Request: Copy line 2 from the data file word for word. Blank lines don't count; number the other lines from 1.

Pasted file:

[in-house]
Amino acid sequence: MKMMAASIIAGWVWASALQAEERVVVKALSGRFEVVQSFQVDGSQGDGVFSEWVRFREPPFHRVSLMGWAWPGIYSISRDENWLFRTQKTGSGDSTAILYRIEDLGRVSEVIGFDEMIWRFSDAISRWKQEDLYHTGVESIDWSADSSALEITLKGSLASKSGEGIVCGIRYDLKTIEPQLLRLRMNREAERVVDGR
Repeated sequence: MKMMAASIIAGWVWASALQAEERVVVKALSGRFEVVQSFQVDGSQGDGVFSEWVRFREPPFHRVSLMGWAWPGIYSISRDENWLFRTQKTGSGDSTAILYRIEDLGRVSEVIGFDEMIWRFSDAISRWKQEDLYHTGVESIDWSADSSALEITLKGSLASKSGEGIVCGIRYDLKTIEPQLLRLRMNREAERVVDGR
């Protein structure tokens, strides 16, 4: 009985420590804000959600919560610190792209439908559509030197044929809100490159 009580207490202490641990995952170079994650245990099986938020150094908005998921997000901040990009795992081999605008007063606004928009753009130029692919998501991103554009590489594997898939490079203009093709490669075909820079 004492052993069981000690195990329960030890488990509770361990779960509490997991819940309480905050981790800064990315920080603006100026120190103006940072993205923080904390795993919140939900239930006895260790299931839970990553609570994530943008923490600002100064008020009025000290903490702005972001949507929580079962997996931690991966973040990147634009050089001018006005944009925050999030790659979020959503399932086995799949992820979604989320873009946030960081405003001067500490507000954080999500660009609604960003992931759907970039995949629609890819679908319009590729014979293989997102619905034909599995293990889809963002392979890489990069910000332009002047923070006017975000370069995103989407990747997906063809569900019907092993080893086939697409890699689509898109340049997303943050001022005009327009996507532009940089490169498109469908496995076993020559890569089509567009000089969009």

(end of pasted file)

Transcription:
Amino acid sequence: MKMMAASIIAGWVWASALQAEERVVVKALSGRFEVVQSFQVDGSQGDGVFSEWVRFREPPFHRVSLMGWAWPGIYSISRDENWLFRTQKTGSGDSTAILYRIEDLGRVSEVIGFDEMIWRFSDAISRWKQEDLYHTGVESIDWSADSSALEITLKGSLASKSGEGIVCGIRYDLKTIEPQLLRLRMNREAERVVDGR